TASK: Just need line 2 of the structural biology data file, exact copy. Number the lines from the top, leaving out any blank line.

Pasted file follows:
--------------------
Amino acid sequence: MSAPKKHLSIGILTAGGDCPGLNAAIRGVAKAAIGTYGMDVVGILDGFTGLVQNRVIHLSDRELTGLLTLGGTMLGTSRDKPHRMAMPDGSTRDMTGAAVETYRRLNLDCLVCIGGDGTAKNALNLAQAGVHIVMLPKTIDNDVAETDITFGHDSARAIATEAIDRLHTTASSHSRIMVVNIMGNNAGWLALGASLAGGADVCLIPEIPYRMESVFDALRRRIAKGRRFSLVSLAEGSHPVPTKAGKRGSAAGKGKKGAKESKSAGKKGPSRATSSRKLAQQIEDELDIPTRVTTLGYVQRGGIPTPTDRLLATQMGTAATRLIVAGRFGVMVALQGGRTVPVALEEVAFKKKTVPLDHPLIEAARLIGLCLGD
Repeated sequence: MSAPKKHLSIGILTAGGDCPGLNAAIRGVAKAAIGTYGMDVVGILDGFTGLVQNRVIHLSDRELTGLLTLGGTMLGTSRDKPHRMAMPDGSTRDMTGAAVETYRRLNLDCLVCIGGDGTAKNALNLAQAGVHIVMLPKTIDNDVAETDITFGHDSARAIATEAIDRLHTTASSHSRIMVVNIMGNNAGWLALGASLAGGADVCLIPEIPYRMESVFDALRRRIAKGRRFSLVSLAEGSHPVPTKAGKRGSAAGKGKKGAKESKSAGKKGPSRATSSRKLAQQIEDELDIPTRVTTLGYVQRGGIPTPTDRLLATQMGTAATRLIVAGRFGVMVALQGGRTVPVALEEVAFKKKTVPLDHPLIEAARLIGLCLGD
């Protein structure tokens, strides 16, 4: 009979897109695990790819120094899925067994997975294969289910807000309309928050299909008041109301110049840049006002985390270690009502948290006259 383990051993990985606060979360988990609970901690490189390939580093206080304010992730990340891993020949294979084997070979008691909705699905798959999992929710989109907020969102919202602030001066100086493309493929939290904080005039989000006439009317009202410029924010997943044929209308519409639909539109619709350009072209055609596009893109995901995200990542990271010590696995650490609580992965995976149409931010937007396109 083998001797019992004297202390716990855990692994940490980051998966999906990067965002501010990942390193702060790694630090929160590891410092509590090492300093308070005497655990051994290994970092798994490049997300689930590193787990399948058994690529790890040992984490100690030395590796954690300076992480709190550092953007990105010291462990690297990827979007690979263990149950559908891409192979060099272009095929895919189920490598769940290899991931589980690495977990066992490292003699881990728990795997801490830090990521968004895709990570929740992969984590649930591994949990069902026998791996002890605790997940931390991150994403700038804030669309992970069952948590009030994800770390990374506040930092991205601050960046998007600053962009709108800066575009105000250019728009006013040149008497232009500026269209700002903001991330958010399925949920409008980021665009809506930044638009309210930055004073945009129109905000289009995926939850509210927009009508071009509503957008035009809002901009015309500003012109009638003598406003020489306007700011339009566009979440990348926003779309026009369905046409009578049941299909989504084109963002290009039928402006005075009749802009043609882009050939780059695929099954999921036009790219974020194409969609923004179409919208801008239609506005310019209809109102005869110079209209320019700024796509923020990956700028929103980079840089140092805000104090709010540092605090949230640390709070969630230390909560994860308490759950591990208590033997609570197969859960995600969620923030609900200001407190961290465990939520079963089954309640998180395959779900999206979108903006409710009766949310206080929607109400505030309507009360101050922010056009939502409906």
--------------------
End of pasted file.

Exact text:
Repeated sequence: MSAPKKHLSIGILTAGGDCPGLNAAIRGVAKAAIGTYGMDVVGILDGFTGLVQNRVIHLSDRELTGLLTLGGTMLGTSRDKPHRMAMPDGSTRDMTGAAVETYRRLNLDCLVCIGGDGTAKNALNLAQAGVHIVMLPKTIDNDVAETDITFGHDSARAIATEAIDRLHTTASSHSRIMVVNIMGNNAGWLALGASLAGGADVCLIPEIPYRMESVFDALRRRIAKGRRFSLVSLAEGSHPVPTKAGKRGSAAGKGKKGAKESKSAGKKGPSRATSSRKLAQQIEDELDIPTRVTTLGYVQRGGIPTPTDRLLATQMGTAATRLIVAGRFGVMVALQGGRTVPVALEEVAFKKKTVPLDHPLIEAARLIGLCLGD